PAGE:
Later, former-trainer Eric Walters claimed that Sealand animals were often underfed in order to increase the value of food as a performance incentive, speculating that this treatment may have factored into the orca’s aggressive behavior.
At the same time that Wright was making waves offshore in his conflict with the island’s orca population, his swelling development empire clashed directly with communities long-tied to the land Oak Bay Marine Group sought to monetize.
Wright the developer
The proposed Saanichton Bay Marina pitted Wright and developer George Wheaton (who also has a UVic bursary in his namesake) against the Tsawout first nation.
Proposed in 1974, the 1256-berth marina would encroach on traditional food sources for the W̱SÁNEĆ people, who have fished the bay since time immemorial. The battle over the bay would unfold for over a decade. Famously, Tsawout member Earl Claxton Jr. protested the marina development by clinging to a sea-faring dredge bucket for over an hour in a freezing snowstorm to prevent early-phase construction.
In 1987, the B.C. Supreme Court ruled in favor of the Tsawout nation, rendering Wright’s development dreams for the bay null.
Wright the business-minded fisherman
Throughout development roadblocks and tragedy at Sealand, Wright found joy in his maritime hobbies. A self-described “gumboot fisherman,” Wright’s true passion was sportfishing.
This passion was made financially lucrative by Oak Bay Marine Group’s establishment of a number of fishing lodges along the coast of British Columbia, one of which was the Charlotte Princess boat located at Langara Island in Haida Gwaii.
This lodge brought the Oak Bay Marine Group into direct conflict with the Haida nation in the early 1990’s.
Anchored in Duu Guusd heritage site/conservancy, the fishing lodge was in close proximity to a number of important Haida cultural sites.
Amid growing concerns that sportfishing businesses were outcompeting Haida commercial fishing operations and impeding on Haida land and fishing rights by diminishing salmon and halibut stocks, the local Haida government sought to implement a two per cent tax on fishing lodges. This tax would fund catch-monitoring programs and assert Indigenous rights. This protectionist measure reflected a significant effort by the Council of the Haida Nation to protect local economies and stave off predatory development.
Oak Bay Marine Group, however, refused to pay the tax, and in the summer of 1991, tensions came to a head. Haida canoes and commercial watercraft blocked the bay where the resort sheltered, preventing seaplanes from delivering customers to the lodge.
In response, Oak Bay Marine Group obtained an injunction restraining the defendants (the Haida) from “impeding the plaintiffs commercial sports fishing operation.”
In a 1991 conversation with the RCMP, Haida Nation member Ernie Collison made his feelings towards Wright’s presence in Haida Gwaii clear: “What we want is for Mr. Wright to pull that anchor on the boat and just get out of here and stay away. He is not welcome here anymore.”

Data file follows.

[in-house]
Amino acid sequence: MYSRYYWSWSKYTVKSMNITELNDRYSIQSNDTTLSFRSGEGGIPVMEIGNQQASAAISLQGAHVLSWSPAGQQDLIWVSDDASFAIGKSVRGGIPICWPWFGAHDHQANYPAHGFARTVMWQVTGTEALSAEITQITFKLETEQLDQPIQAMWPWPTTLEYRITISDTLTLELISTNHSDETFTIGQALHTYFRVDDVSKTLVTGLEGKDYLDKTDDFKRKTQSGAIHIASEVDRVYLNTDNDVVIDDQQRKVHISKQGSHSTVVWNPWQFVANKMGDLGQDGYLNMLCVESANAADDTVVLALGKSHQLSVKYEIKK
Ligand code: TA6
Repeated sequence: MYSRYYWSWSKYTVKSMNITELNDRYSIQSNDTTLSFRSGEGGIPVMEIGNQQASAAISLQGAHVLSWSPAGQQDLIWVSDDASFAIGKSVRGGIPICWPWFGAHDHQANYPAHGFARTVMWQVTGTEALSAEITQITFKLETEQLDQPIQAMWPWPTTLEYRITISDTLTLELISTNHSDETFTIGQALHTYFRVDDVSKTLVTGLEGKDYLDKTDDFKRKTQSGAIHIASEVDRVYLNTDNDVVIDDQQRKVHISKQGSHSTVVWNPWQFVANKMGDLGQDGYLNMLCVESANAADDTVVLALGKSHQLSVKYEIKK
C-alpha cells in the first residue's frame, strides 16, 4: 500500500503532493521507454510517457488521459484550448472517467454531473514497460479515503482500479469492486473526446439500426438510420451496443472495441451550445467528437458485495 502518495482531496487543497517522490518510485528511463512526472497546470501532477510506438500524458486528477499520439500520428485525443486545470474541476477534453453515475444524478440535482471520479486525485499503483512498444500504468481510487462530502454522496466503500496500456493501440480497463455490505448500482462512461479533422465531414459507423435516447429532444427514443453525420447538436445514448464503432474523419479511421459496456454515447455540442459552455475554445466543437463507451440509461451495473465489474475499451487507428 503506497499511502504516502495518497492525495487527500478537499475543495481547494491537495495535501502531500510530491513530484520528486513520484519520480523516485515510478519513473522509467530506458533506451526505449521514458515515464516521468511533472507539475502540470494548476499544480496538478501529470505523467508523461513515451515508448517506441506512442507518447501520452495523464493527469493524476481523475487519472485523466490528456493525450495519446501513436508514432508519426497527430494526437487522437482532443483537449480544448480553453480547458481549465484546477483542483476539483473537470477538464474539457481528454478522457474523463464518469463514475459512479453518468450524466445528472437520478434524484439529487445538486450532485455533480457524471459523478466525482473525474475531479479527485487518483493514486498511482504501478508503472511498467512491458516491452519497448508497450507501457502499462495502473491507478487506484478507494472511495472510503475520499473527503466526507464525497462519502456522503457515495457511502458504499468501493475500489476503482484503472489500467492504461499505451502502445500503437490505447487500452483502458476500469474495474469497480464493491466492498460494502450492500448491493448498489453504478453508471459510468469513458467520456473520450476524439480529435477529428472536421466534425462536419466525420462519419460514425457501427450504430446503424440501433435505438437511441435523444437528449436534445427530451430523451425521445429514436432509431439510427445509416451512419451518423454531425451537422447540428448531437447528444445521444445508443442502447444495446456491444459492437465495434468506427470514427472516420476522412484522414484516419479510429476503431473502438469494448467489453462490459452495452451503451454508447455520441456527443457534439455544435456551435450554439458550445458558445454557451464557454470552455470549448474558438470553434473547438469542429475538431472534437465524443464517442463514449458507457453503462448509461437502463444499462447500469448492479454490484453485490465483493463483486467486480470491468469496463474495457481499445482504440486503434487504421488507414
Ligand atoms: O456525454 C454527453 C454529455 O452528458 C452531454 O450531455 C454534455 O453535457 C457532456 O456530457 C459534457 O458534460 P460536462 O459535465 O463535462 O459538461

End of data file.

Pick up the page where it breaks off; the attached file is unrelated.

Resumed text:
Moving forward from Wright’s legacy
So what does all this history mean for the Bob Wright Centre?
“It was pretty clear he was looking for ways to burnish his legacy,” says Colby. The naming of the Bob Wright Centre “creates an association in people’s minds that’s pretty different from the people that lived through that time.”
Colby himself struggles to condemn or endorse Wright’s contribution to UVic. “I found myself conflicted when that happened,” he recalls, recognizing that Wright didn’t have to give the money to UVic, and in doing so, history aside, he did a good thing. However, Colby says, “It’s incumbent on a university to not accept uncritically the narrative that would whitewash the donor’s meaning and legacy.”
The Martlet reached out to UVic about what Wright’s legacy means for the building and the wider institution. The university declined to comment.
UVic Associate Librarian, Reconciliation Ry Moran, however, doesn’t mince words when contextualizing Wright’s legacy in B.C. Moran charts out the province’s history across two tracks: Indigenous land and culture protectionism (and eventual decolonization), and colonial exploitation. He places Wright on the latter.
For Moran, questioning Wright’s past is one of the few things we can do. “While the past has happened and can’t be changed, what we can change is what we know about the past,” he says.
Moran also says that “being hyper-aware of the local is actually a very important path to decolonization,” emphasizing that an inquisitive view of the space around us is essential.
“Right now society is going through a moment of realization that brings into light multiple perspectives on historical figures, statues, place names that are on public infrastructure,” Moran tells me. “This moment should be celebrated because … we are placing greater weight on the diversity of voices we are listening to.”
Wright is just one node in this moment of realization, but at the local level he is an important one. Described by the Times Colonist as a “visionary entrepreneur” and a “born leader” and dreamer by Oak Bay News, Wright is most commonly remembered as a salt of the earth businessman and keen philanthropist. UVic has an opportunity to make our recollection of Wright and his impact on Island communities and oceans more fulsome.
While Wright’s donation to UVic certainly helps students, it cannot be accepted without recognition of its baggage in tow. Let the message be clear; one’s place in history is not for sale.
As Moran has reminded us, our “histories might be wrong, but we can remember them right.”